This forum has been closed.
Comments
     
There are no comments in this forum. Be first and add one

Featured Videos

Your JavaScript is turned off or you have an old version of Adobe's Flash Player. Get the latest Flash player.
Will Pakistan School Shooting Galvanize Pakistan Against Extremism?i
X
Ayesha Tanzeem
December 17, 2014 11:54 AM
The attack on a military school in Pakistan’s northwest city of Peshawar left 141 dead, including 132 children. Strong statements of condemnation poured in from across the world. The country announced three days of mourning, and the leadership, both political and military, promised retribution. VOA's Ayesha Tanzeem looks at how likely the Pakistani government is to clamp down on all extremist groups.
Video

Video Will Pakistan School Shooting Galvanize Pakistan Against Extremism?

The attack on a military school in Pakistan’s northwest city of Peshawar left 141 dead, including 132 children. Strong statements of condemnation poured in from across the world. The country announced three days of mourning, and the leadership, both political and military, promised retribution. VOA's Ayesha Tanzeem looks at how likely the Pakistani government is to clamp down on all extremist groups.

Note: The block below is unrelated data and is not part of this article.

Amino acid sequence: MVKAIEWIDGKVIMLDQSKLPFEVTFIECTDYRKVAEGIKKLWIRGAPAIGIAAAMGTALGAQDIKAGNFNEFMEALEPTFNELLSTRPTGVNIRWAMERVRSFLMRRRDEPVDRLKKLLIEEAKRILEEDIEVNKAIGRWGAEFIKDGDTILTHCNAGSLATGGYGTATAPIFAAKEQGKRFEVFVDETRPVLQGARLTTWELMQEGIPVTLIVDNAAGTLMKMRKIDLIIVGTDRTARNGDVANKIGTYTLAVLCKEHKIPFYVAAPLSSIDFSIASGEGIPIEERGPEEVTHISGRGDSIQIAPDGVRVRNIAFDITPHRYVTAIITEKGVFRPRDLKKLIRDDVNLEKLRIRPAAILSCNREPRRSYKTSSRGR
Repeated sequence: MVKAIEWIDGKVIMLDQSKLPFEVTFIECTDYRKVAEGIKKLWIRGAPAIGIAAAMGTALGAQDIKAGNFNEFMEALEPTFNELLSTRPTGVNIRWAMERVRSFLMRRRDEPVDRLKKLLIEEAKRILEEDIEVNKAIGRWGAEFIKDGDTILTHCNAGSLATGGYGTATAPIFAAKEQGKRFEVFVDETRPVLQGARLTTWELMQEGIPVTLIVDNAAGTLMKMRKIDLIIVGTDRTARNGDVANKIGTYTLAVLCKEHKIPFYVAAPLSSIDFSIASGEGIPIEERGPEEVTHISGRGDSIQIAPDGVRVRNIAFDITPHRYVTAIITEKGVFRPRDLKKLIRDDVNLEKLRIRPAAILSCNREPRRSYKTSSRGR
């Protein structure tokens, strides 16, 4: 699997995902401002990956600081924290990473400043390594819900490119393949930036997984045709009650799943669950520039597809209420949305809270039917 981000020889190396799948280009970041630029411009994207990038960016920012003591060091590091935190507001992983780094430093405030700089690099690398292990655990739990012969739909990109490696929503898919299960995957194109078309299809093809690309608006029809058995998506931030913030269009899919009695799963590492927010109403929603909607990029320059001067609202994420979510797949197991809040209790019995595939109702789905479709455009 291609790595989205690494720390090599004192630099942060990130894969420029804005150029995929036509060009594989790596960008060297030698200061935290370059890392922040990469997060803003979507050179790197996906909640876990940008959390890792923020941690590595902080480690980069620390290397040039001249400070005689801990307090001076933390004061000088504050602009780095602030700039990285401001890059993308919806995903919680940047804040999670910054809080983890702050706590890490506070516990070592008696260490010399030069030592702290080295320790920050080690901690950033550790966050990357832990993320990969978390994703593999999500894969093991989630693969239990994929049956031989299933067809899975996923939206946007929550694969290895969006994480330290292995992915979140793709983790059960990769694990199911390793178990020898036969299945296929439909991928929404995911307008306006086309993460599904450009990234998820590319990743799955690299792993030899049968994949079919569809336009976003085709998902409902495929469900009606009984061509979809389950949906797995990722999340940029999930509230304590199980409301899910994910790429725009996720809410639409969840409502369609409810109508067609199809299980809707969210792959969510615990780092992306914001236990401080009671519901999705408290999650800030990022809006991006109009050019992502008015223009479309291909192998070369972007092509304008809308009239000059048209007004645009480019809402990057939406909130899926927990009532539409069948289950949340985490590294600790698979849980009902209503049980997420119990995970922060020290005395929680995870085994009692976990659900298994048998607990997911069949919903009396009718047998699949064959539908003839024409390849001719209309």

Video

Video ‘Anti-Islamization’ Marches Increase Tensions In Germany

Anti-immigrant rallies in Germany have been building in recent weeks, peaking Monday night in the city of Dresden where tens of thousands of people turned out to demonstrate against what they call the ‘Islamization’ of the West. Germany has offered asylum to more Syrian refugees than any other country, and this appears to have set off the protests. Henry Ridgwell reports from London.
Video

Video Aceh Rebuilt Decade After Tsunami, But Scars Remain

On December 26, 2004 there was an earthquake in the Indian Ocean so powerful it caused the Earth’s axis to wobble a few centimeters. Onshore on the island of Sumatra, the resulting tsunami was devastating. A decade later, VOA Correspondent Steve Herman reports from Banda Aceh, Indonesia, where although there is little remaining evidence of the physical devastation, the psychological scars among survivors remain.
Video